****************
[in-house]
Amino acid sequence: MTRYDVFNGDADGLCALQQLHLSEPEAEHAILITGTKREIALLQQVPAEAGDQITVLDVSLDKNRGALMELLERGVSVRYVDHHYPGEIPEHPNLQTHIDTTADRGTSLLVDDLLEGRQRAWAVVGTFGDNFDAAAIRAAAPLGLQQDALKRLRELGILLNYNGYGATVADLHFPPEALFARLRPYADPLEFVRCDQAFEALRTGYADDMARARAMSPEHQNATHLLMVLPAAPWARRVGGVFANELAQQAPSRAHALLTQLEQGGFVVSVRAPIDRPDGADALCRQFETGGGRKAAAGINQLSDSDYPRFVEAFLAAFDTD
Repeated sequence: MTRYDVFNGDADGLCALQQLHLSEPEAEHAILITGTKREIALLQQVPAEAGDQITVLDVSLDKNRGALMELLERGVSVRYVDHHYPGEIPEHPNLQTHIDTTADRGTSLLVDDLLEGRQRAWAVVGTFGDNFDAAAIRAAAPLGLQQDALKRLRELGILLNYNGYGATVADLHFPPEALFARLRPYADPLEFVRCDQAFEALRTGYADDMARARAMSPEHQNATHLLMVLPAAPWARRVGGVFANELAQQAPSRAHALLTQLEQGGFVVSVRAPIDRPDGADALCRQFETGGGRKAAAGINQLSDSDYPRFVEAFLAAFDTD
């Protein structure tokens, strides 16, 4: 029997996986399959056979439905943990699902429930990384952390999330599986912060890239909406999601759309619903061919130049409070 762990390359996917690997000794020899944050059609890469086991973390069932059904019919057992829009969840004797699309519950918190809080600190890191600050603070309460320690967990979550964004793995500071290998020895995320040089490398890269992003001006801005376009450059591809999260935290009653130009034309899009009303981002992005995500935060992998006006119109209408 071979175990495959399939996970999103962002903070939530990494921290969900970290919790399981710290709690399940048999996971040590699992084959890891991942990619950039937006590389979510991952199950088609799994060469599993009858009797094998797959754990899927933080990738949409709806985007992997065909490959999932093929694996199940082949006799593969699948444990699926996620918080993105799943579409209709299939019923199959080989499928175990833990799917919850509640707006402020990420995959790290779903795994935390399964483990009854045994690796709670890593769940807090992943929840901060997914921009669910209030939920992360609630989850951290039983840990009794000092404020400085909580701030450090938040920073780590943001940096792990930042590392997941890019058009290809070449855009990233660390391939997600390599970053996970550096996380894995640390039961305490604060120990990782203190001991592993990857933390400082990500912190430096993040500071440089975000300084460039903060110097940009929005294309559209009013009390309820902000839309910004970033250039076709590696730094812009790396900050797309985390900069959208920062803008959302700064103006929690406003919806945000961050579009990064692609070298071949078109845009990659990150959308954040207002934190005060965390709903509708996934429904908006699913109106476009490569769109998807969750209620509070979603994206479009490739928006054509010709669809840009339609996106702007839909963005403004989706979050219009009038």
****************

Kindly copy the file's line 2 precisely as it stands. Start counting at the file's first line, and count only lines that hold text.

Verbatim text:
Amino acid sequence: MTRYDVFNGDADGLCALQQLHLSEPEAEHAILITGTKREIALLQQVPAEAGDQITVLDVSLDKNRGALMELLERGVSVRYVDHHYPGEIPEHPNLQTHIDTTADRGTSLLVDDLLEGRQRAWAVVGTFGDNFDAAAIRAAAPLGLQQDALKRLRELGILLNYNGYGATVADLHFPPEALFARLRPYADPLEFVRCDQAFEALRTGYADDMARARAMSPEHQNATHLLMVLPAAPWARRVGGVFANELAQQAPSRAHALLTQLEQGGFVVSVRAPIDRPDGADALCRQFETGGGRKAAAGINQLSDSDYPRFVEAFLAAFDTD